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Devon Farm Strives for 1 million Kilos Per Robot

Achieving one million kilos of milk per cow robot per year is a key driver for the Reed family who view technology as a way to maximise business performance, whilst delivering work life balance.

“Our aims are to maximise yield from the cows and per robot,” Thomas Reed explains. We wont milk any more (cows), so its getting the most from the system weve got and improving animal welfare and staff welfare.”

The Reeds farm at Gatcombe Farm, Seaton in Devon. The 350 cow herd averages 11,770 litres a cow a year, with two of their five Lely A4 robots achieving the golden figure of one million kilos annually in 2019, 2020 and 2021. One robot achieved 3,200 kilos of milk a day in 2020. Ongoing Bovine TB challenges have hampered consistent, year-on-year performance, with yields struggling to catch up after losing 70 cows to TB, three years ago.

The herd is split into three cow and two heifer groups, with each group milked through its own robot. It’s the cow groups where Thomas Reed and dad, Robert are targeting the one million kilogram figure.

Robert believes such yields are only achievable on a robotic milking system. “We don’t believe you could achieve what we’re doing with the robots on a conventional system, with the staffing issues as they are.”

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System changes

Traditionally, the herd had been milked through a 20:20 herringbone. In the early days, the ability to easily source Polish labour had meant three times a day milking was easy to accomplish. However, as foreign labour became harder to find, milking frequency began to fluctuate from three times to twice a day milking.

This coincided with the need to upgrade the parlour. Thomas also wasn’t keen to “stand in a parlour” in the long-term. Lely robots offered the perfect solution, particularly considering their popularity among friends and relatives who had installed them. “The (Lely) robots had outperformed everyone’s expectations. No one said it was a bad idea,” recalls Robert.

Consequently the decision was made, and by 2016, all five robots were up and running. The Reeds worked closely with Alistair Cumings, Project Coordinator for Lely Center Yeovil to establish how the robots could be incorporated into the existing three sheds. This meant extending buildings and reducing the herd by 50 to fit with the five robot system.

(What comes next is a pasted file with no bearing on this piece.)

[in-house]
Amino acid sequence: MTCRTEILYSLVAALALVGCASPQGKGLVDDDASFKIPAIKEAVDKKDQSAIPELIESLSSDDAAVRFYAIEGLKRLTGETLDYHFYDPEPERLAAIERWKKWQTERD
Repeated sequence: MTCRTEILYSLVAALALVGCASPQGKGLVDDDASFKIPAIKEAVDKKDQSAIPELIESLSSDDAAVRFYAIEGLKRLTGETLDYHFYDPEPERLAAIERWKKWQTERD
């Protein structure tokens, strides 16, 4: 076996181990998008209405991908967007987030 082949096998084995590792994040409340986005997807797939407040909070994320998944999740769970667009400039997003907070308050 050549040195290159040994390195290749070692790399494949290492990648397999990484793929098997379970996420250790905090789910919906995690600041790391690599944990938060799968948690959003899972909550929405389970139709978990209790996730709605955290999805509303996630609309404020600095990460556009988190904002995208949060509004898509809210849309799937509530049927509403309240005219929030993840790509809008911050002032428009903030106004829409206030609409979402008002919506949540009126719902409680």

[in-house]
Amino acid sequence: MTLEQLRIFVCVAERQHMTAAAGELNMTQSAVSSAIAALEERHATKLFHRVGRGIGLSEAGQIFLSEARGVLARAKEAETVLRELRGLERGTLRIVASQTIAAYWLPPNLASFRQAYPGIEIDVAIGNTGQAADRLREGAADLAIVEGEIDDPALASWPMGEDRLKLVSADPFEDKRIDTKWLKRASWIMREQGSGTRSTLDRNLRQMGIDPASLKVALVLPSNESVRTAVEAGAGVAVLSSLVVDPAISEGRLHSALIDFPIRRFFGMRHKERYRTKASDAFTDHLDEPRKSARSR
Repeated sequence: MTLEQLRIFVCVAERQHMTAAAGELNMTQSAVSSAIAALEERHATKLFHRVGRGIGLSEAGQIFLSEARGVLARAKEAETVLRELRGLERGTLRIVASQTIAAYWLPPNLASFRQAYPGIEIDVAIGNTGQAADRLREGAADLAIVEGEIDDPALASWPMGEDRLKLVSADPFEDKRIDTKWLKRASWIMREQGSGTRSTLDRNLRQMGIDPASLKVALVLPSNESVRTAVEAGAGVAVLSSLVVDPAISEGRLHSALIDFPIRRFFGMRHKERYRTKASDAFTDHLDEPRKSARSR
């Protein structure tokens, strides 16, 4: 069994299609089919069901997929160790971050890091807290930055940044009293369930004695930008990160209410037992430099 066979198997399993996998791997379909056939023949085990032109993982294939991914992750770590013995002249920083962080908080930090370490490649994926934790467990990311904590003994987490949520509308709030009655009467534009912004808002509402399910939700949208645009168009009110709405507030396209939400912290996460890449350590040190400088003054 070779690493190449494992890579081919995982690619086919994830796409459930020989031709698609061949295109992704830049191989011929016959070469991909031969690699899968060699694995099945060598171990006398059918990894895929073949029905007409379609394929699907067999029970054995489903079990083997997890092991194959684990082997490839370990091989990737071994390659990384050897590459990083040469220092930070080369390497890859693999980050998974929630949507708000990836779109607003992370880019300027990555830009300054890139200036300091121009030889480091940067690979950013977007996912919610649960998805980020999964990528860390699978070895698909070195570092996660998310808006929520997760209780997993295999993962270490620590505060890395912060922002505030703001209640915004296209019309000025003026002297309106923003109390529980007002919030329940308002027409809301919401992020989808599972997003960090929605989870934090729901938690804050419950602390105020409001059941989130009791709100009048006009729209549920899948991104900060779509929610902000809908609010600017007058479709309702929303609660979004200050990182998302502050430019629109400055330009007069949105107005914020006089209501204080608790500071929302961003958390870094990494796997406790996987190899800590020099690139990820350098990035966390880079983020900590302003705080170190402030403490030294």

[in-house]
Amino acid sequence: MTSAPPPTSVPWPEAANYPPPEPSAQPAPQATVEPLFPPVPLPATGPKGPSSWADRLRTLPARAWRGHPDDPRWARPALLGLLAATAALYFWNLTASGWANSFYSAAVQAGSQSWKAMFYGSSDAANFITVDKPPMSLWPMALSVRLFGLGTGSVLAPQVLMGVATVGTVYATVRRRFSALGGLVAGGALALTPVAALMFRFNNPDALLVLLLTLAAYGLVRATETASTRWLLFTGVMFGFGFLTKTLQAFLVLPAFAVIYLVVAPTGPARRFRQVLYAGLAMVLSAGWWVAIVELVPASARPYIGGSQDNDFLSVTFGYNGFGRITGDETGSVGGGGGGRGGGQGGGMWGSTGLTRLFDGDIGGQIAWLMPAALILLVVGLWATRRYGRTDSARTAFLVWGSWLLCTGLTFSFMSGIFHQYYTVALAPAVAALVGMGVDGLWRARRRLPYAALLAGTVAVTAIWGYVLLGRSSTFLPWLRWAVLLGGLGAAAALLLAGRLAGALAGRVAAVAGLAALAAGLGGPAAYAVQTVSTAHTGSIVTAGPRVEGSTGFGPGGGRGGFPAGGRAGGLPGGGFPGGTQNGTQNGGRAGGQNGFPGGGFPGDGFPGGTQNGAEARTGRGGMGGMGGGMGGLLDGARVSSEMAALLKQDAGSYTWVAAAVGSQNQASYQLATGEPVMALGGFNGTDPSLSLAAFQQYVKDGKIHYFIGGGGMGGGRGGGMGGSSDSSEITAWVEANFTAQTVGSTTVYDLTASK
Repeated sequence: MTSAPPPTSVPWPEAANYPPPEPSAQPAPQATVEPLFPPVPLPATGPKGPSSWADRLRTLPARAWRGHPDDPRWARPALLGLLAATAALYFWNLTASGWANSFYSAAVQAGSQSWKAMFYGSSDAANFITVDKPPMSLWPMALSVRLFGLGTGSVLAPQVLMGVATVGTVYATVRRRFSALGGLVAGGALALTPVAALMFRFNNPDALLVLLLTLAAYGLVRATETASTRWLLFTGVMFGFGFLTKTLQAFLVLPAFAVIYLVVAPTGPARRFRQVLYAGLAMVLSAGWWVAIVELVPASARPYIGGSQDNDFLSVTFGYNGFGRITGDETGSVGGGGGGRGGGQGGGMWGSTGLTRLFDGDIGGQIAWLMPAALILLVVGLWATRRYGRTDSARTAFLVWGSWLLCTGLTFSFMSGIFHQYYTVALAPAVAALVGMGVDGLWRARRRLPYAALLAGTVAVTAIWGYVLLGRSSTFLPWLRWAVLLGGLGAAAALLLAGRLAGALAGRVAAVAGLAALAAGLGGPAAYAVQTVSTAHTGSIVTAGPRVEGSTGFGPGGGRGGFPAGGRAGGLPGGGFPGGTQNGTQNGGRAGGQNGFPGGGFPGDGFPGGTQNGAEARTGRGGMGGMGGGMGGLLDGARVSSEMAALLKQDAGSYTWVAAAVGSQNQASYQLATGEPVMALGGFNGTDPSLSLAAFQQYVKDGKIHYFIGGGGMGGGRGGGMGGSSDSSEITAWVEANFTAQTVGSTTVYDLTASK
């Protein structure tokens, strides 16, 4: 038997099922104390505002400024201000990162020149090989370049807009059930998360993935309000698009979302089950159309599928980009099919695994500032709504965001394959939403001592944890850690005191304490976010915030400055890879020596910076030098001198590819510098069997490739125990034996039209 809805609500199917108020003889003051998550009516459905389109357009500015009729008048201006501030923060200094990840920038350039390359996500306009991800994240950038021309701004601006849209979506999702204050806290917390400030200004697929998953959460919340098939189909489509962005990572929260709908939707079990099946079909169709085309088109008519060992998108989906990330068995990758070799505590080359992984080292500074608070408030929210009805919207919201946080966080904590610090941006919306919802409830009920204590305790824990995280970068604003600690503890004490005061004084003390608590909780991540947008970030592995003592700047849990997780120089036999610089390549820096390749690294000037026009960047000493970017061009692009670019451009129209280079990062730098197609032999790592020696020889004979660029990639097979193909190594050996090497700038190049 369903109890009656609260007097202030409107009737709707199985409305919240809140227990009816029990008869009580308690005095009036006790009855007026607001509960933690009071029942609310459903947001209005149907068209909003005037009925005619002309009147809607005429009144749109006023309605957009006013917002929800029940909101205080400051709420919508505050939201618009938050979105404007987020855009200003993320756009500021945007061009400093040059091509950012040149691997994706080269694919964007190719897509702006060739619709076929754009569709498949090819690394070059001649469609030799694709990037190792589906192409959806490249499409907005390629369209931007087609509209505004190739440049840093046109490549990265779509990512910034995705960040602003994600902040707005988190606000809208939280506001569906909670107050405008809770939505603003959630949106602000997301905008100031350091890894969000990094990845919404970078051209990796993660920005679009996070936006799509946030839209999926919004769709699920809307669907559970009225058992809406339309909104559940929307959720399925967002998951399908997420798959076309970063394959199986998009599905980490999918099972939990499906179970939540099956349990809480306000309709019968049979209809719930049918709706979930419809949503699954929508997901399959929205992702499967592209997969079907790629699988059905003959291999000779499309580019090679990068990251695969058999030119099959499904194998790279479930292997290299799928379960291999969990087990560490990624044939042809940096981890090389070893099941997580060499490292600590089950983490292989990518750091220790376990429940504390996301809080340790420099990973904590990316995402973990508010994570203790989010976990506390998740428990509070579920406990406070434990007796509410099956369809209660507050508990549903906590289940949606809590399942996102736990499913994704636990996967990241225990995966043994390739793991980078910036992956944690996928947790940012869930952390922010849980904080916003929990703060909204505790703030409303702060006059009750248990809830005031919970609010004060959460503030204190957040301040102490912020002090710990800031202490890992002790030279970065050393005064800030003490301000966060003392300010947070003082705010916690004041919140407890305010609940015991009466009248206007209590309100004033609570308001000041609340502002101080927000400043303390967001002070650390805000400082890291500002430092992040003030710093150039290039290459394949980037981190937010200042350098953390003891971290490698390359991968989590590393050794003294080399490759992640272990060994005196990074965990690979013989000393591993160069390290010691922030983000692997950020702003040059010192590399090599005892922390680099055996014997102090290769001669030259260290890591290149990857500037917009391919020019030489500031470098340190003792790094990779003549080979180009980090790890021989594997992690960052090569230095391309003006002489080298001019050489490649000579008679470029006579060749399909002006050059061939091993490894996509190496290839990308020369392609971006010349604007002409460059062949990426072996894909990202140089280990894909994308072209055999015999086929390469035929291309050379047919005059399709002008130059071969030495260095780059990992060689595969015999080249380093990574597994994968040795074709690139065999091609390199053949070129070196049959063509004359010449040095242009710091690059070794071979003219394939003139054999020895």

Achieving top yields

The team uses data captured by the robots to fine-tune the system and ensure the herd is performing at its optimum. That means critiquing factors such as preparation time in the robot, and culling slow milking cows. “We look at every second in every day. Every second you can gain across 1,000 millings in a day adds up to kilos of milk per robot,” Thomas explains.

In an ideal world, the family would cull more selectively, but this is hampered by TB. Good husbandry, quality forage and breeding are fundamental to achieving top yields.

Grass is cut on a multi-cut system, every four weeks to maximise quality. Robert says this is vital for rumen health and achieving high yields. Having their own forage wagon allows grass to be cut at the optimum.

All heifer calves are genomically tested and the best put to dairy sexed semen. The team works with Semex to adopt a breeding programme that complements the high yielding robot system.  “It’s focused us more on udder and milking speed. And you want cows to milk. They need to voluntarily come to the robot,” Thomas explains, adding that lameness management is a key component to that.

Working smarter

The robots have also built flexibility into the working day, which is particularly useful during the main forage making season. More recently, the installation of five Lely slurry Collectors has instigated an even greater improvement in work life balance as sheds no longer need to be manually scraped. This has coincided with a move away from deep bed sand cubicles to water beds as a result of slurry handling challenges and rising sand costs.

As a result, the team only needs to spend three man hours a day applying sawdust to the beds, compared to 10 man hours a day slurry scraping and raking sand. Thomas says it’s saved fuel, machinery wear and tear and simplified the system.

“Now we can walk away from the milking cows at 8am in the morning and we start the evening jobs at 3pm and finish at 5.30pm. It has really simplified our day. With the system now, we could do the whole day with one person if push came to shove.”

Farm Facts

  • Partnership between Robert and Julie Reed and sons, Thomas and Nicholas.
  • 405ha (1,000 acres) including maize, corn for crimping and grass.
  • 350 pedigree Holsteins.
  • Milked through five Lely A4 milking robots.
  • Yielding 11,770 litres a cow a year at 4.04% fat and 3.44% protein.
  • 2,650 litres milk from forage per cow per year.
  • 3.2 average milking visits per day.
  • Housed all year round.
  • Supplying Crediton Dairies.
  • 60,000-80,000 cells/ml average bulk somatic cell count.
  • 14 cases of mastitis per 100 cows.
  • Bactoscan of 11.
  • Rear own replacements and sell beef (predominantly Aberdeen Angus) as stores.